2, 4, 6, 8 – Who Do We Appreciate? | Advice for Small Businesses
Have you ever had school day memories float back into your mind? They can pop in at the strangest times.
I remember many celebratory events at school, both academic and sports related. At each kind of occasion a bunch of classmates would spontaneously burst into a cheerleading rendition of, “2 – 4 – 6 – 8 – Who do we appreciate?”
Then they would spell out the name of the person being celebrated and loudly pronounce their name at the end of the cheer. It stirred up everyone’s enthusiasm then and still brings back pleasant memories to me now.
Top CEO Advice for Small Businesses
Let’s skip forward to more recent times and look at Jeffrey Katzenberg, an American businessman and film studio executive. He’s the CEO of the highly regarded DreamWorks company.
CNN’s Richard Quest, on his Quest Means Business show, conducted an interview with Jeffrey Katzenberg a few years back. I remember watching a short clip of this interview and it reminded me of those school day celebrations.
In the interview, Quest asked Katzenberg for any advice he would give for leaders of small and medium sized companies.
Katzenberg preceded his response by saying he only wished he had learned the advice he was about to give 25 to 30 years ago.
Are you ready for it?
He said, “I have learned that to honor and celebrate, recognize and reward your employees and their work, is a fantastic business strategy.”
Honoring, Celebrating, Recognizing, and Rewarding
Without any ulterior motive in mind, when you honor and recognize your employees, it magically turns into great customer experiences and positive performance results we all want everyone to have.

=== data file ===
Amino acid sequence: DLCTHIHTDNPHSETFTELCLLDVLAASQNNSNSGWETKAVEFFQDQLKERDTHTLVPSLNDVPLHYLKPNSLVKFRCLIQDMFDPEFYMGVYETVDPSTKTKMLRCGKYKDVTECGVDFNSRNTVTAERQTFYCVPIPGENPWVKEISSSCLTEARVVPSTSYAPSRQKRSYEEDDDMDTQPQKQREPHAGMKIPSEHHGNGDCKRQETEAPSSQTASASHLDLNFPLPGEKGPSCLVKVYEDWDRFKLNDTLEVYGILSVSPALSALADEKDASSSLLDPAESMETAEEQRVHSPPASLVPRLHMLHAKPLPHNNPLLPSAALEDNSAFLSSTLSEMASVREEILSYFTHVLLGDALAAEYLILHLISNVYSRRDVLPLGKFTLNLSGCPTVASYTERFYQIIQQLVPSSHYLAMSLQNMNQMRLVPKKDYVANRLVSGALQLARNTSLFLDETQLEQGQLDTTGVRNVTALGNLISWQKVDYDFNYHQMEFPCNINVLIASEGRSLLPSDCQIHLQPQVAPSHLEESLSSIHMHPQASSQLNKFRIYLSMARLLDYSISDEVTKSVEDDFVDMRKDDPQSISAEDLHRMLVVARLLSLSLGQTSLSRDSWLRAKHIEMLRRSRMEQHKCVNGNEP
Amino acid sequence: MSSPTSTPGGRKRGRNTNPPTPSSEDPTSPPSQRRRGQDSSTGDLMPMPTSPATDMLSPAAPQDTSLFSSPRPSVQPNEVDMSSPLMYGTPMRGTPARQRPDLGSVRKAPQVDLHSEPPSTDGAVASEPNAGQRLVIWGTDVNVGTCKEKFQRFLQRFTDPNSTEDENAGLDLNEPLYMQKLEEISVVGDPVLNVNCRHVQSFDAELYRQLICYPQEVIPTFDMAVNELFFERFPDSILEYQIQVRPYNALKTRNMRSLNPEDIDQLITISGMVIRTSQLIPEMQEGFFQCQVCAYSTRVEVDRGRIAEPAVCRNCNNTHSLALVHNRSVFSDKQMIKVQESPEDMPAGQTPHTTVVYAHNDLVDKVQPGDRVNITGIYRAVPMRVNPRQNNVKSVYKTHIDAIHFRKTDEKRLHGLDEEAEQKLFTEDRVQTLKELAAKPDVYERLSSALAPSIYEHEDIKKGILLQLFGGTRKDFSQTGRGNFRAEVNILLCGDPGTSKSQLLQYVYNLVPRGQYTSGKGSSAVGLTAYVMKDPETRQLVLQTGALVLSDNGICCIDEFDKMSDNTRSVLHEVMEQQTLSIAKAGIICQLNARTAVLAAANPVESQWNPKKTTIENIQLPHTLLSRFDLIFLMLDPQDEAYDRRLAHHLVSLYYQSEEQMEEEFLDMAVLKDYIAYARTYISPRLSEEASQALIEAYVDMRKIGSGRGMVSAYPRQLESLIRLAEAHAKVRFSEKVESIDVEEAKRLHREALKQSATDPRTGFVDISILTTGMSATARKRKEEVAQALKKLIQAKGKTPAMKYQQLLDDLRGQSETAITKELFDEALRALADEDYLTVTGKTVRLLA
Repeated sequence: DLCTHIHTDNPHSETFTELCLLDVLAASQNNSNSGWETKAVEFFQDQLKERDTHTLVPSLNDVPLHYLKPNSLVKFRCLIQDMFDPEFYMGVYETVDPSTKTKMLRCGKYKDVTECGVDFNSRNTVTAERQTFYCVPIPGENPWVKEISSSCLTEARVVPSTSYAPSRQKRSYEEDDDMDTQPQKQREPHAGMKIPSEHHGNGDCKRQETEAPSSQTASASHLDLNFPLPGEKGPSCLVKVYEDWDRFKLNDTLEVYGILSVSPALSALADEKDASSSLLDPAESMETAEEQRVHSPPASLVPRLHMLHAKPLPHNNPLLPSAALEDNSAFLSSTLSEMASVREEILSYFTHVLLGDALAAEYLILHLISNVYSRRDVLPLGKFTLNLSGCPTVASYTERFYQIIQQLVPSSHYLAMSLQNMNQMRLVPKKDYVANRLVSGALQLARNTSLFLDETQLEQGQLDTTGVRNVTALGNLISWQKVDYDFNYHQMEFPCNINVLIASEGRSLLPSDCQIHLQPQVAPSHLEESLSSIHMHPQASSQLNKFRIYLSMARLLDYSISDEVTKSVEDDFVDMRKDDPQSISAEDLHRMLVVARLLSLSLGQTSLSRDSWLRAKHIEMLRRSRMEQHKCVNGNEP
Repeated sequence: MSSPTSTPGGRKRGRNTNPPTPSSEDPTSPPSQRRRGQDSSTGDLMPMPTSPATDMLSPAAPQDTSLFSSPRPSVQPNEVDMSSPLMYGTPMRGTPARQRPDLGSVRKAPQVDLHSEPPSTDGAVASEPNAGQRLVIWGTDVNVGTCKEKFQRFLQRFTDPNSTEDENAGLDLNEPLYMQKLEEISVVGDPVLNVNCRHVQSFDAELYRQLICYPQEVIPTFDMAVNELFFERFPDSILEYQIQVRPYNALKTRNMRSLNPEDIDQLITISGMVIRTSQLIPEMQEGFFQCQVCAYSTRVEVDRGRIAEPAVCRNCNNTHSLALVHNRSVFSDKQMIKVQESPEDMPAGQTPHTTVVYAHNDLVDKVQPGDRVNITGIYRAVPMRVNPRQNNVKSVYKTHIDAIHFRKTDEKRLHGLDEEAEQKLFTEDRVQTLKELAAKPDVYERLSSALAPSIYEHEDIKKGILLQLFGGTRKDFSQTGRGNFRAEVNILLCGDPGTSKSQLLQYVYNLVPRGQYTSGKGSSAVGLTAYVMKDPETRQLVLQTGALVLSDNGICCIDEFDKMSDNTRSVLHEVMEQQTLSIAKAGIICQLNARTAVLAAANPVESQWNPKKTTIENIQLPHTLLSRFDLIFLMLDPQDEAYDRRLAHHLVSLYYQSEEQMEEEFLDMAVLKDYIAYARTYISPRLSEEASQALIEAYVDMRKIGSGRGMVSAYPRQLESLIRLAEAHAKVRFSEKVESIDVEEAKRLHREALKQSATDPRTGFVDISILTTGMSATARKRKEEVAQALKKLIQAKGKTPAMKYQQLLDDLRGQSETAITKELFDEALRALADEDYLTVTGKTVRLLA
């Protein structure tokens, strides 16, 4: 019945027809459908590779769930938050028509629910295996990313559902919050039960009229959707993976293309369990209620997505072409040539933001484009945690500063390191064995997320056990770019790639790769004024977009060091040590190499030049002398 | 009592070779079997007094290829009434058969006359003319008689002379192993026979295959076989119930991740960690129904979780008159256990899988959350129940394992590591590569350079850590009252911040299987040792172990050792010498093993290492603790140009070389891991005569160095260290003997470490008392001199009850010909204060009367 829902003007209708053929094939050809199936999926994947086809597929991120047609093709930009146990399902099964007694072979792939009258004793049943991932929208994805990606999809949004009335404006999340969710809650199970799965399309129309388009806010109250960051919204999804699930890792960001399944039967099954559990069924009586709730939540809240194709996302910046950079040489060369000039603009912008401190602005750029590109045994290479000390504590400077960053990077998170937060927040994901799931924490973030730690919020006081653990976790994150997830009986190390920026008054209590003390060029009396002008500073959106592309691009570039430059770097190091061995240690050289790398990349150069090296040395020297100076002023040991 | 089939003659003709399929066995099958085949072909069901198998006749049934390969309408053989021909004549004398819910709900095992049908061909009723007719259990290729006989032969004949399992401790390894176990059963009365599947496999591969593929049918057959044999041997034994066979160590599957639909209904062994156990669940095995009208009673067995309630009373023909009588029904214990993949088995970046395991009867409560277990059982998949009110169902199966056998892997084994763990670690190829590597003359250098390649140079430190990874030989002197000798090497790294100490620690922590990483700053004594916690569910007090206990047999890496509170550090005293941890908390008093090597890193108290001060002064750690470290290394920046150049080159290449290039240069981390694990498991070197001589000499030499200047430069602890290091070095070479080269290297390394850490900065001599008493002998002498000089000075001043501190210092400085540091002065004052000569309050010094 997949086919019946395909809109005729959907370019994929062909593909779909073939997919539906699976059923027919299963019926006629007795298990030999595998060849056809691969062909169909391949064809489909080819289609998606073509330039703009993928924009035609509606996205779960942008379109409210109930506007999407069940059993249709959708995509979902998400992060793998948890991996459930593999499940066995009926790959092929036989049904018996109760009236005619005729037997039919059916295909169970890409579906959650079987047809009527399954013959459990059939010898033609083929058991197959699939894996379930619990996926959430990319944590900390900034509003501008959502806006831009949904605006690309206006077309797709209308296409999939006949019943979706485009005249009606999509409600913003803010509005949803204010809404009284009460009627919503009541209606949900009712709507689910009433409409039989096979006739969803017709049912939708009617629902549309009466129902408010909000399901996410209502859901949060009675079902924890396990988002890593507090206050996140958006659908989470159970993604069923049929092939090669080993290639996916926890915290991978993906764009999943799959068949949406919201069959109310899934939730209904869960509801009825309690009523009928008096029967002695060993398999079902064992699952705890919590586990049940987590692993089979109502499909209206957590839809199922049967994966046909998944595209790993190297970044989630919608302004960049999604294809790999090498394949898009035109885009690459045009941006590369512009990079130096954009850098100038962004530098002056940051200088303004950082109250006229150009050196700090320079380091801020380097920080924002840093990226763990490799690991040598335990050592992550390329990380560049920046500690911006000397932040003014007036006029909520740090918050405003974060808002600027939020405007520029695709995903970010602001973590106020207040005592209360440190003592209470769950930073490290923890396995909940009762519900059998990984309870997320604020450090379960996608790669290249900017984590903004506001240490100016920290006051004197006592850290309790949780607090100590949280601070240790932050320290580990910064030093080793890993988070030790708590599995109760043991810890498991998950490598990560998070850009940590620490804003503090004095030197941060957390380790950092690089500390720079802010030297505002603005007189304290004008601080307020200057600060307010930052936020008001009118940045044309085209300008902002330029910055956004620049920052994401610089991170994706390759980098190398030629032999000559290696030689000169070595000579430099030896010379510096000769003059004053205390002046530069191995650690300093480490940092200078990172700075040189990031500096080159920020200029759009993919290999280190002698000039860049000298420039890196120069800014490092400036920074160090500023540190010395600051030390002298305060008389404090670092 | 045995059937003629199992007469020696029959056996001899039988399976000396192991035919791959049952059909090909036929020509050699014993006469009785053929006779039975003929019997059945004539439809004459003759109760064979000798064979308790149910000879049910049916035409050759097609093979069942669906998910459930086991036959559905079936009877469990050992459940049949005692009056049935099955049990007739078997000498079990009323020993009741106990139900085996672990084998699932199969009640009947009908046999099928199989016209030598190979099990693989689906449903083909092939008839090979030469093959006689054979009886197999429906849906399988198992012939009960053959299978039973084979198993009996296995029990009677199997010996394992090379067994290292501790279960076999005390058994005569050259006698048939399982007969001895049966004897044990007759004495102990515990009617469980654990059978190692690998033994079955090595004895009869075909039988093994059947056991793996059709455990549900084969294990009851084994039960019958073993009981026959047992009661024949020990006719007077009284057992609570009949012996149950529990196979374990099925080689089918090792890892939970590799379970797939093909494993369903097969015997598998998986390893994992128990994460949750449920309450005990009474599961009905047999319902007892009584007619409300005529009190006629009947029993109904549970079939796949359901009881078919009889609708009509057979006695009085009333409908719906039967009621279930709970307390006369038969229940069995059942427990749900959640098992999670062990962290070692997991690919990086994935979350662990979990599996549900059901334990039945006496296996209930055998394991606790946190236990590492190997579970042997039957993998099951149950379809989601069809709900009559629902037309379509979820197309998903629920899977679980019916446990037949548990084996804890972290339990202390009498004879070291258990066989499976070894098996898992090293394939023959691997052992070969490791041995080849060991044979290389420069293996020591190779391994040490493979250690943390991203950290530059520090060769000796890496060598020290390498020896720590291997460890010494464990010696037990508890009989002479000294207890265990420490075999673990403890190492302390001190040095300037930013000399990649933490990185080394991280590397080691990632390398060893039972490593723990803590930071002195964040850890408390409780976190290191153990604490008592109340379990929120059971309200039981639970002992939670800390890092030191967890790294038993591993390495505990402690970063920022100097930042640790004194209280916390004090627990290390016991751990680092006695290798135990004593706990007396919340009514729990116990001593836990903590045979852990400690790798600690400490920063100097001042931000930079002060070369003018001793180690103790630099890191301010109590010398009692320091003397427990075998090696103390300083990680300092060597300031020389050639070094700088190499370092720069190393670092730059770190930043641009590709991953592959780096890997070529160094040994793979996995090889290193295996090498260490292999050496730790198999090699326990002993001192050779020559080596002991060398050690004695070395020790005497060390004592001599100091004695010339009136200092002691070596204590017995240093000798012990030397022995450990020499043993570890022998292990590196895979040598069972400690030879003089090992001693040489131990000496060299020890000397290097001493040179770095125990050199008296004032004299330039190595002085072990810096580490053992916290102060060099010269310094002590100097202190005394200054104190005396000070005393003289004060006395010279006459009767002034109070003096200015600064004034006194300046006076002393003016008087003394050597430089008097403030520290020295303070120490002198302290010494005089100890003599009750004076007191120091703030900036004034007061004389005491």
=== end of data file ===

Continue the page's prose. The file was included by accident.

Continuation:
Truly honoring people by valuing them in a meaningful way demonstrates the highest level of respect. By respecting an individual’s wishes and personal preferences for how they want to be appreciated you communicate so much more than just saying the words, “thank you.”
For example, prior to a company’s Excellence Awards event, an employer would meet with each award recipient to determine their preferences. One employee said she was happy to merit the award but declined coming up front to receive the award (many people do not like coming forward to receive a gift!). Instead, her wishes were respected and the employer agreed to present the award privately to her the day after the ceremony.
Learn to take time out to celebrate even a single employee as well as a group of workers for outstanding contributions they have made to you, a customer or to the firm. This energy is the positive emotion that engages people.
Celebration connotes acknowledging people, making a big deal of things, as well as having fun and generating warm feelings, whether done internally on a small scale or at a large and lavish, offsite event. Celebrations are a way to honor and respect people for their significant contributions and usually are associated with some kind of event.
Remember, recognition is always an unexpected expression of appreciation to a person or an acknowledgement for contributions made or performance achieved, whether by tangible means or not. The key, I have learned, is to identify the difference they have made and to whom. When you publicly share how their contribution has made a difference it impacts others who are present as well as the recipient.
And of course, rewards are always a tangible expression for reaching certain targets or results and can be in the form of monetary or non-monetary gifts or experiences, and for the most part are usually anticipated or expected.
When a leading salesperson was acknowledged for the third year in a row as the top sales person of the year, the usual exotic trip-away-award was perceived as a negative for him, as he would have to leave his young family at home. A wise sales manager knew how much the salesperson’s family meant to him. Instead, he commissioned to have a framed portrait painting done from a family photo and it meant the world to the salesperson.
What a great people and business strategy this renowned business executive gave to us all – to honor, celebrate, recognize and reward those with whom you work.
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Tags: celebrate, honor, Jeff Katzenberg, Quest Means Business, recognize, reward
Categories Business/Leadership, Leadership, Recognition